His dedicated service as port physician probably helped him be selected to the three member Boston Board of Health, an institution to which he was appointed from 1873 to 1911. He served as the chairman of the Board of Health from 1876 to his retirement in 1912, a level of public service unrivalled in the history of the city's public health program. Indeed, the editors of the American Journal of Public Health (AJPH) said that "such a length of service as health officer is probably unique in the United States at least, where the demands of politics, rather than qualifications of officials, has been too often the cause of change of officials." Doctor Durgin, according to the AJPH editors, did not hold his position because of his ability as a political trimmer but quite the reverse. Working in a world in which political subservience was expected, he thought only of the public interest and his integrity, high sense of moral purpose and innate leadership abilities won the support of many who secretly desired to use his office for political purposes. He was not merely the leading voice of public health policy in Boston, he was a giant in the field of communicable disease and quarantine practice. Even though his public duties were extremely demanding, he found the time to serve as a lecturer at the Harvard Medical School, hold the high position of president of the American Public Health Association and Vice President of the Massachusetts Association of Boards of Health.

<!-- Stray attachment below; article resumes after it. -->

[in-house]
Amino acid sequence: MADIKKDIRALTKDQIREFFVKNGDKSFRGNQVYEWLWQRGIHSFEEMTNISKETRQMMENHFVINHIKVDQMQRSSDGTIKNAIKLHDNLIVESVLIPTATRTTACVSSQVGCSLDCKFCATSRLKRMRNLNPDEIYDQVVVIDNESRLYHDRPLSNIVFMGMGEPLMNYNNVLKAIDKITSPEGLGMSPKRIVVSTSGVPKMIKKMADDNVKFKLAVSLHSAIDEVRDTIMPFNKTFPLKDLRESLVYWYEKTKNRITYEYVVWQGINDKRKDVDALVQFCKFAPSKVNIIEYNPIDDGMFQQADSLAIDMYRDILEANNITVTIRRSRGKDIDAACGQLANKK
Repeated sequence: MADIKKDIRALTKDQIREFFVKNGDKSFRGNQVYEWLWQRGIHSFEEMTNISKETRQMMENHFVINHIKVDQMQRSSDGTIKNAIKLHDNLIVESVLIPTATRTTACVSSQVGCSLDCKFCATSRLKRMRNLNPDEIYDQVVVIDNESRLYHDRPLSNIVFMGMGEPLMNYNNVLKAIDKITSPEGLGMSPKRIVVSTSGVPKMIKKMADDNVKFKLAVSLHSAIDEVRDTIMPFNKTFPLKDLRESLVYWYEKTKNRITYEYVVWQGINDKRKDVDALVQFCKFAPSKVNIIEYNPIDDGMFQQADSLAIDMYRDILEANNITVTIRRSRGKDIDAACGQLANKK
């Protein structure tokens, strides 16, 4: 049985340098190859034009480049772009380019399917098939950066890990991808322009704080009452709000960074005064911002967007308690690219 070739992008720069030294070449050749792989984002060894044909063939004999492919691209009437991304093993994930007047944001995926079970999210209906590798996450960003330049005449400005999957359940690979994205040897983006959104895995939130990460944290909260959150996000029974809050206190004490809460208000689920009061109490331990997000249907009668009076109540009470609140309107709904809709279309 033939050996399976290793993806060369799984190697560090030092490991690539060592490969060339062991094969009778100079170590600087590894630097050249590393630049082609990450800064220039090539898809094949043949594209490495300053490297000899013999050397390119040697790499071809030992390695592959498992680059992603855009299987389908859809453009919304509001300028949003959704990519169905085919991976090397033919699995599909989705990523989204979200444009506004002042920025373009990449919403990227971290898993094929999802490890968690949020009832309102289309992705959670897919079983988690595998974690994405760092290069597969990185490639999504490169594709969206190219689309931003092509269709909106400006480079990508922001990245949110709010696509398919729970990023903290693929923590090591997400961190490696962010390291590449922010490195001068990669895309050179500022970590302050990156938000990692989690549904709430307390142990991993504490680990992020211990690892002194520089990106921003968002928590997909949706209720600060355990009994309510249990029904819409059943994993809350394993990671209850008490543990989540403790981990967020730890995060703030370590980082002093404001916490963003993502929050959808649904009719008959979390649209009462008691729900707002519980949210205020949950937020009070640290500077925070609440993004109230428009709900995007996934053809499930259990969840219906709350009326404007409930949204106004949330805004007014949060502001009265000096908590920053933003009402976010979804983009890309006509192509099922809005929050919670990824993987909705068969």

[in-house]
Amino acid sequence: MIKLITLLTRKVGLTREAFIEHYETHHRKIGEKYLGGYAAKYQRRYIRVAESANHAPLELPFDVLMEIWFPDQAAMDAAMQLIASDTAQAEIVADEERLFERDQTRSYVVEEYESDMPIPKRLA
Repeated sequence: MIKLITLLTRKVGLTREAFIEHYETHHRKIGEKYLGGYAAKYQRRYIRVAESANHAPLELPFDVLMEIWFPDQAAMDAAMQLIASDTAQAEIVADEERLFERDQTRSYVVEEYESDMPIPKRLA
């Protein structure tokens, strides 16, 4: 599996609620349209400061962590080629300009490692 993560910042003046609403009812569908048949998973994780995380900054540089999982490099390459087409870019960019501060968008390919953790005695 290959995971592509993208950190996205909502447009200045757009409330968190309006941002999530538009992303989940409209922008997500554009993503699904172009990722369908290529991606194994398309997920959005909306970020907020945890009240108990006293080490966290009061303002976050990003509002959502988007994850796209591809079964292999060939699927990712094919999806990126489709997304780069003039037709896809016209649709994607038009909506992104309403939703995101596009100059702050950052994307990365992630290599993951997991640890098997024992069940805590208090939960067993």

Despite managing the city's quarantine program for over 40 years he still found the time to stay abreast of the latest scientific developments in the fields of sanitation and quarantine practices as they affected his responsibilities as the city's chief public health official. He saw the errors of the old schools of thought that failed to understand the scientific basis of quarantine and the limitations to traditional sanitation practices. It was his constant commitment to the application of the latest scientific principles that enabled Boston to be one of the leading cities in the promulgation of scientific principles of quarantine, the use of baceteriological laboratories to validate the diagnosis of communicable disease and the use of cost effective ship disinfection strategies to thwart a variety of vector borne diseases.
The American Journal of Public Health lauded his adoption of scientific and effective methods of controlling disease in place of the less efficient and burdensome restrictions placed on commerce which he had found in vogue in his early years of public service. As early as 1894, he commenced the manufacture of diphtheria antitoxin. In this same year, at the height of a diphtheria outbreak, one of his signal achievements was the adoption of school inspections, making Boston the first American city to take a comprehensive approach to the eradication of disease in the public school system. His policies were subsequently adopted by cities throughout the United States and Canada.
The National Cyclopaedia of American Biography, Volume XIII, 1906, p. 574.
Americal Journal of Public Health, 1912, May 2(5), pp357-358.
American Journal of Public Health, 1953, June, Vol. 43 (6 pt2), pp. 15-19.
American Journal of Public Health, 1940, January 30(1), pp. 88-89.